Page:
Things I Did Not Know

As you know, I have a passion for fashion dolls, especially those in lingerie.

I’m not a huge Barbie fan, but I troll the sites now & then for a stellar bit of lingerie for them & today I learned something I did not know: Barbie was virtually a copy of a German doll called Bild Lilli.

Bild Lilli was originally a cartoon character created by West German cartoonist Reinhard Beuthien for a “filler” on June 24, 1952 for the newspaper Bild-Zeitung in Hamburg, Germany. Lilli was as a curvy gal who knew what she wanted and went about her business to get it. She was classy & sassy and her fashions were designed by Reinhard’s wife, Erika.

Lilli, of course, became quite popular. She went from a one-time ‘filler’ piece (no pun intended) to having a 10 year run. And in 1955 she became a doll.

Max Weissbrodt from the Hausser/Elastolin company in Neustadt/Coburg, Germany created and produced the doll which interestingly enough became a popular bachelor-party gift in West Germany.

Barbie was made on 1959, and as you can see by the photos, clearly a copy (Lilli is the blonde, Babs the brunette).

I gather International Copyright wasn’t too strong then ;)

There is a fascinating interview with Inge Astor-Kaiser, Germany’s premiere collector of the Lilli doll, which not only discusses the doll but the culture in which this pinup of a doll was created — here’s a quote to entice you to read more:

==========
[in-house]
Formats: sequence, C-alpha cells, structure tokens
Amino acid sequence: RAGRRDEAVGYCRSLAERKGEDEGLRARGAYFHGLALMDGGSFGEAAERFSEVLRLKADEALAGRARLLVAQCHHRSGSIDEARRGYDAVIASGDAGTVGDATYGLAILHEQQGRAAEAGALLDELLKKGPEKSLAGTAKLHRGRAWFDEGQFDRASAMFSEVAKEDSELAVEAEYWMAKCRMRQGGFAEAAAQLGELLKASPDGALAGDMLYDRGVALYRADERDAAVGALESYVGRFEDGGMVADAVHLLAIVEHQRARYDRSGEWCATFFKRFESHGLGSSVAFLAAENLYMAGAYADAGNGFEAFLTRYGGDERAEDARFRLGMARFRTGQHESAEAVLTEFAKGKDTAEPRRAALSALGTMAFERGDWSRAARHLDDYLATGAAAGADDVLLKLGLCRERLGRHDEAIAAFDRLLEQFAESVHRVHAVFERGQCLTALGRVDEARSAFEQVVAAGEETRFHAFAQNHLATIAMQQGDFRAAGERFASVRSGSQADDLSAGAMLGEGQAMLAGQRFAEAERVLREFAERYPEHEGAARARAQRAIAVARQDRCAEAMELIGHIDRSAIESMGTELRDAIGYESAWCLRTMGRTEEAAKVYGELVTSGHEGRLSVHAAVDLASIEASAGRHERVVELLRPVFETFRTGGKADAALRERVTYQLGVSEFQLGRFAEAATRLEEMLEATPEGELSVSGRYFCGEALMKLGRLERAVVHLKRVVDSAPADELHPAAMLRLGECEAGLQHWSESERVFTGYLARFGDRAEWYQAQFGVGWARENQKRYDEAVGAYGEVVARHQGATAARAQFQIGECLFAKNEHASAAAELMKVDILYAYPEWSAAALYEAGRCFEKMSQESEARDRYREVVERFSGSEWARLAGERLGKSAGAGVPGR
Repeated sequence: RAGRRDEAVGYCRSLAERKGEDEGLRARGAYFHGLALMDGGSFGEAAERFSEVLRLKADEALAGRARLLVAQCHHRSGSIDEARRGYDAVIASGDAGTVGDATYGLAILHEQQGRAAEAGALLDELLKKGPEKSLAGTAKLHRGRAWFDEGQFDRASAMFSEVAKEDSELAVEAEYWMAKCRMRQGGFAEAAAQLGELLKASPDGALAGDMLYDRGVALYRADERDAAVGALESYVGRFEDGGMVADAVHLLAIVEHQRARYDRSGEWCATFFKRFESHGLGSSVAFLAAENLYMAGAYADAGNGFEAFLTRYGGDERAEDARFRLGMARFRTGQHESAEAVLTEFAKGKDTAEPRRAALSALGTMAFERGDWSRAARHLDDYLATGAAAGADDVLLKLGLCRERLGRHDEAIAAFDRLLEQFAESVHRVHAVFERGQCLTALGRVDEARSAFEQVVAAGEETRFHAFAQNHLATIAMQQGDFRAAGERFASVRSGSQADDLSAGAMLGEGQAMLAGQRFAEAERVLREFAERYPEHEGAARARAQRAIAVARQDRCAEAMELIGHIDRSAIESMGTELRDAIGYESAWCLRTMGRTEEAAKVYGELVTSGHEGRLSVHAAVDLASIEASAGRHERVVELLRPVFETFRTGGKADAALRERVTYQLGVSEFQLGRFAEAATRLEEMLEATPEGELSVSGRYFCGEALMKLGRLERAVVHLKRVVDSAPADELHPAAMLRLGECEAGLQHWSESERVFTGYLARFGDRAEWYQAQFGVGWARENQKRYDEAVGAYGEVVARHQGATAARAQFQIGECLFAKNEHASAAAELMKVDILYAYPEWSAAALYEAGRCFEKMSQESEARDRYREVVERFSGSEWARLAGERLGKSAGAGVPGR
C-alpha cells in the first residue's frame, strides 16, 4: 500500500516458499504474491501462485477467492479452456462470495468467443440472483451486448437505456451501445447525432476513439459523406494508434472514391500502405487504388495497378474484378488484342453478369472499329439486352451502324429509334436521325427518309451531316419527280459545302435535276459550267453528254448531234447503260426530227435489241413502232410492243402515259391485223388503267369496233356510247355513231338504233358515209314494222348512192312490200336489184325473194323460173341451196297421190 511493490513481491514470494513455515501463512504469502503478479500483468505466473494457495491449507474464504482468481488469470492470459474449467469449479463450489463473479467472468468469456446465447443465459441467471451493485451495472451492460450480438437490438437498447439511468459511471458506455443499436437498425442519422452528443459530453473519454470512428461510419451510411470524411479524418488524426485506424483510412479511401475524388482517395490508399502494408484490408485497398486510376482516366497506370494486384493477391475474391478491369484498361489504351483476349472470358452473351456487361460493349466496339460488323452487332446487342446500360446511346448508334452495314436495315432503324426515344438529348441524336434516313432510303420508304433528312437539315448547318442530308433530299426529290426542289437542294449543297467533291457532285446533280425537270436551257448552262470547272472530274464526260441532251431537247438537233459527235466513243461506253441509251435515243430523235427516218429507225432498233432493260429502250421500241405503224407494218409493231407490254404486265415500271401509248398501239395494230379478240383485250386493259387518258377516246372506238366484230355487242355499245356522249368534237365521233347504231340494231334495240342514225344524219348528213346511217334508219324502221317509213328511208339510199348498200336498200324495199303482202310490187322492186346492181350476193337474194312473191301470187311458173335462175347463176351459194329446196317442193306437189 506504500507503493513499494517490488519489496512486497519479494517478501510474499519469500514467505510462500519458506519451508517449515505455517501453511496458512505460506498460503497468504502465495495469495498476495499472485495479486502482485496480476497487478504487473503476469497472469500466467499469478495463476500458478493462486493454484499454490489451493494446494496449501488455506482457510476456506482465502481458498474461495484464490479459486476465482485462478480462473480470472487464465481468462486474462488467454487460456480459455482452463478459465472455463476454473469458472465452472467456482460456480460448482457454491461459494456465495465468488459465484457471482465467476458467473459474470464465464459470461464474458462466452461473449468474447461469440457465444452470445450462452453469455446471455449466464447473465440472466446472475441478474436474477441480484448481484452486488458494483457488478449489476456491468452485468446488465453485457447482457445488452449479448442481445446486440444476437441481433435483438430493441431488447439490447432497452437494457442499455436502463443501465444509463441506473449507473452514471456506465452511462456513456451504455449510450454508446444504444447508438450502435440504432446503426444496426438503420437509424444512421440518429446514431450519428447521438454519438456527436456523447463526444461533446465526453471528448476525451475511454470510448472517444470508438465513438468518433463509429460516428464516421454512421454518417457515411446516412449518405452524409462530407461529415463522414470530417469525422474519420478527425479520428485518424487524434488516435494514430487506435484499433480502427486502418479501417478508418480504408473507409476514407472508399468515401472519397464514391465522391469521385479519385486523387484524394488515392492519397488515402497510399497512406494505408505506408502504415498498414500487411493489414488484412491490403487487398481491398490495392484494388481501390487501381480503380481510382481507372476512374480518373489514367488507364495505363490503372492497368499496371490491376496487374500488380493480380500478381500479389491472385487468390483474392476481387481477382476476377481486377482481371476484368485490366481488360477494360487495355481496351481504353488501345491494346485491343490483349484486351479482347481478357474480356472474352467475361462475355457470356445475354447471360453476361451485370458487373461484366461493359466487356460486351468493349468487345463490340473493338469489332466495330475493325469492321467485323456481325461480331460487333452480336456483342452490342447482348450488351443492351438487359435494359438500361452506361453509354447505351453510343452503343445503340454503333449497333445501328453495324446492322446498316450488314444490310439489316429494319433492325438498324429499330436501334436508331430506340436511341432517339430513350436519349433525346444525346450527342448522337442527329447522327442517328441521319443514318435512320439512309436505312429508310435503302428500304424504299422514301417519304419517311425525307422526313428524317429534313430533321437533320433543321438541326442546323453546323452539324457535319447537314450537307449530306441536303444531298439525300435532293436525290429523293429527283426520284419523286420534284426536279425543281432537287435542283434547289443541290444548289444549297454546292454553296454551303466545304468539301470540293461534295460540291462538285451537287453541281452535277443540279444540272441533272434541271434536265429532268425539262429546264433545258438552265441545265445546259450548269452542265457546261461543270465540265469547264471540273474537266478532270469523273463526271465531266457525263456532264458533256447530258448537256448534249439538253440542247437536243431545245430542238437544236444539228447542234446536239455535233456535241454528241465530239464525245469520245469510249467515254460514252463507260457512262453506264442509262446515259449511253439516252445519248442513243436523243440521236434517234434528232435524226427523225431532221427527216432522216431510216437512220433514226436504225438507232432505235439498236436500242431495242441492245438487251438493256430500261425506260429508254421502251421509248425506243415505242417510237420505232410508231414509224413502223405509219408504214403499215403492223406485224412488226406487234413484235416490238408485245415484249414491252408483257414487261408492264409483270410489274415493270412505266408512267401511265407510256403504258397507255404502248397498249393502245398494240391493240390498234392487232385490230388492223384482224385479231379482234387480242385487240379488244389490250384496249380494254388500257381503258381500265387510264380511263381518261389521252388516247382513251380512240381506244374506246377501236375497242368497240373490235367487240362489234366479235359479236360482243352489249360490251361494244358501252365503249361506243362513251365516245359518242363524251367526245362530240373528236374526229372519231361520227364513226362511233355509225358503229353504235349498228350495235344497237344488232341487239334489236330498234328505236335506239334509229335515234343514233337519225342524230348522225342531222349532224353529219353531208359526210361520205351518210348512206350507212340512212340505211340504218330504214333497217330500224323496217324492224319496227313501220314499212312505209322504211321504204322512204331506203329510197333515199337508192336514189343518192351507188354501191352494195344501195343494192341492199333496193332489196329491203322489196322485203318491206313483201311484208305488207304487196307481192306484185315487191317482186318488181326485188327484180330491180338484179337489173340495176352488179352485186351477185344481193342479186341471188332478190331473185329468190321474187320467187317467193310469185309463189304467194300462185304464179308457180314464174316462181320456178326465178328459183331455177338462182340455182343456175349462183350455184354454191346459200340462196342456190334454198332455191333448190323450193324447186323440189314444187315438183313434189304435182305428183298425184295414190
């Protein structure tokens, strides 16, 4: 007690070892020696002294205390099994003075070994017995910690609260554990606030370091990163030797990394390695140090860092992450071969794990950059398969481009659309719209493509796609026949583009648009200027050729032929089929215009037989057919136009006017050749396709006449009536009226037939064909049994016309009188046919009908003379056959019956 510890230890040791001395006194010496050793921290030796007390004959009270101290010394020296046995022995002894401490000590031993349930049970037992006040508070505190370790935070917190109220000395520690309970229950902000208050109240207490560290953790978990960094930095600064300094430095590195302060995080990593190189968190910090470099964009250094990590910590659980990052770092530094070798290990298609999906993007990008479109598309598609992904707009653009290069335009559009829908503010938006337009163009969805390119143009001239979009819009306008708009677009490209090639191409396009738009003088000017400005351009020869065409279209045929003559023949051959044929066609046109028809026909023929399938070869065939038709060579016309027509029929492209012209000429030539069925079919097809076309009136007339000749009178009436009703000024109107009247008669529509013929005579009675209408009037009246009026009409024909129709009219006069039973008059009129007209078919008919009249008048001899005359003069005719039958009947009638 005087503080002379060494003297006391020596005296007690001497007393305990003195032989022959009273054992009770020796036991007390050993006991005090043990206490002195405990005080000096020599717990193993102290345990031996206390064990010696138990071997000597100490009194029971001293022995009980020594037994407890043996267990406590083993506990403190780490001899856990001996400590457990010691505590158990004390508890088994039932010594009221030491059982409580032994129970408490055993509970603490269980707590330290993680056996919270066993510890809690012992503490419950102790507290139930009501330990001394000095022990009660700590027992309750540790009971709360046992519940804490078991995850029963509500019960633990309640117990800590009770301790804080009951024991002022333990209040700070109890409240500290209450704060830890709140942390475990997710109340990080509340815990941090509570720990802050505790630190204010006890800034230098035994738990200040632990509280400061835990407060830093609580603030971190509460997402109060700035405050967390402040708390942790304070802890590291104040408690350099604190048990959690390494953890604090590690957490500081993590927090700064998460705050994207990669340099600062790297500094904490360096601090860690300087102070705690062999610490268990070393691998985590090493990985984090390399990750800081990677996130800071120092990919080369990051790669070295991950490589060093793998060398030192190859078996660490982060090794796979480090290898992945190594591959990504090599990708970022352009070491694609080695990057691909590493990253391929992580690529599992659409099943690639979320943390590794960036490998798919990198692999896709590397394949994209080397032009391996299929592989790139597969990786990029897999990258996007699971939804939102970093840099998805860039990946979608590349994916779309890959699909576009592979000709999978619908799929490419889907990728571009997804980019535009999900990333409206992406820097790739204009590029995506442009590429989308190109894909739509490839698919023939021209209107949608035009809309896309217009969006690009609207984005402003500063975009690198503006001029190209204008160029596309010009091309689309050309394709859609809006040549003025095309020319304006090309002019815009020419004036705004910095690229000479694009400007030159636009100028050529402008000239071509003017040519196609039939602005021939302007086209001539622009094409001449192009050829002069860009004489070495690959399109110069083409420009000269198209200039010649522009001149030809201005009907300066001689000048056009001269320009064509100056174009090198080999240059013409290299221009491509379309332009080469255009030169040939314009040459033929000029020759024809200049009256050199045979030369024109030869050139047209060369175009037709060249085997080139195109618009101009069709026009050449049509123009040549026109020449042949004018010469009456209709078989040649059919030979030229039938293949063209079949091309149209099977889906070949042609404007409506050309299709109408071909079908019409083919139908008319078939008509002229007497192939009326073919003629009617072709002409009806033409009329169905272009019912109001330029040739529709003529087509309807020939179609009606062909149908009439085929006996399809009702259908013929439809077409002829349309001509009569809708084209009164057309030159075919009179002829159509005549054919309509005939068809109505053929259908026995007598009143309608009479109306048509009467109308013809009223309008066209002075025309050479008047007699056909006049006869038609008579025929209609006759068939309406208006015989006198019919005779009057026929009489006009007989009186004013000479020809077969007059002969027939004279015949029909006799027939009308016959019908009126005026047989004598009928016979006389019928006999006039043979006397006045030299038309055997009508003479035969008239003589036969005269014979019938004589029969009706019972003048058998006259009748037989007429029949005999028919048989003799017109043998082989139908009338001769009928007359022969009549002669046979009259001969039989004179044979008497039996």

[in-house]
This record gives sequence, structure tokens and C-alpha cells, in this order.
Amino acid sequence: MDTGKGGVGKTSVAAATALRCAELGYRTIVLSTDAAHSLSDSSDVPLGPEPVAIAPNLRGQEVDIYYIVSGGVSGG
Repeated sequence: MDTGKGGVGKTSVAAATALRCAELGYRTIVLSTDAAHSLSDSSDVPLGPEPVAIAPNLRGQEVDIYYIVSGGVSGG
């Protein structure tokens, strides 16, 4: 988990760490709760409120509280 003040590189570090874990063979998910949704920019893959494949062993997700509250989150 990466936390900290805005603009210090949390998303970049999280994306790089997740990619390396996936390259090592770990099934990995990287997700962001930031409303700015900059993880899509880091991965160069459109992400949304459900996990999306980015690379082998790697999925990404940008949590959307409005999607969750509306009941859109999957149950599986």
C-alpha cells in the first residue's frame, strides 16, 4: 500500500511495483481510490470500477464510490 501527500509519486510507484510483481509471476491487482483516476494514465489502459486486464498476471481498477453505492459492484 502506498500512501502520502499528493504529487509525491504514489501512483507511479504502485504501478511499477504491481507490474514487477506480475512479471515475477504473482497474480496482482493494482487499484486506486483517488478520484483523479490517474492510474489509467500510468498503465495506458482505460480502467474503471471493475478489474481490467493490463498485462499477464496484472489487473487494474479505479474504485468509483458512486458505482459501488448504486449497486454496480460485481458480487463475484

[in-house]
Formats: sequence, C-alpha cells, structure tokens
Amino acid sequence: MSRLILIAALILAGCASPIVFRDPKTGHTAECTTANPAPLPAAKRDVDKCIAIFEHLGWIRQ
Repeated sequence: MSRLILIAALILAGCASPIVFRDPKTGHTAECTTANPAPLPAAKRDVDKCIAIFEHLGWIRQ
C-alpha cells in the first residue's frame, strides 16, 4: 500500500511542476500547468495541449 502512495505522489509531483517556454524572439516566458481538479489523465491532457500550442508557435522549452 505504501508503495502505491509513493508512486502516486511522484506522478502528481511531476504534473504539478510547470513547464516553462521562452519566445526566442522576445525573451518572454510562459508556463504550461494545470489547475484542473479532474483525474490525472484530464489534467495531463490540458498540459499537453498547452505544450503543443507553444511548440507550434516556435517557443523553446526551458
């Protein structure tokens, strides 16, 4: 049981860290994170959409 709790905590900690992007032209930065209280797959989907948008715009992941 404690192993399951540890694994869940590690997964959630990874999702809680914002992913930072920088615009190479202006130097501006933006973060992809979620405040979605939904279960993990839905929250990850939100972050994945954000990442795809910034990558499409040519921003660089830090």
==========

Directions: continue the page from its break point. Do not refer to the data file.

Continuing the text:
Her personality was naive, sexy but at the same time clever, she was easily able to wrap men around her little finger, yet she was still youthfully innocent. A doll that had an expression between a teenager and a woman. Lilli was a beauty and she was a lady of fashion. Lilli was a symbol of the new femininity, a symbol of liberation and the satisfaction of women’s pent-up demand for consumer goods. Her perfect body,her high heels, red lips and fingernails, her ponytail and the wisp of hair curling over her forehead, her made-up eyebrows and her cheeky expression exuded sex appeal,confidence and independence. She wore the outfits of dream careers like stewardess and ballerina, or a sporty look for tennis or ice skating. She turned heads in ball gowns, furs, haute couture, lingerie, and American style casual clothes.

Both that interview and this article have photos, as does this interview for collectors.

In searching for more about Bild Lilli, I found this article which states that 20 to 25 percent of adult collectors are men. Women like to collect the dolls; men like to dress them up.

So now, dear lingerie loving cross dressers, do you collect dolls too?

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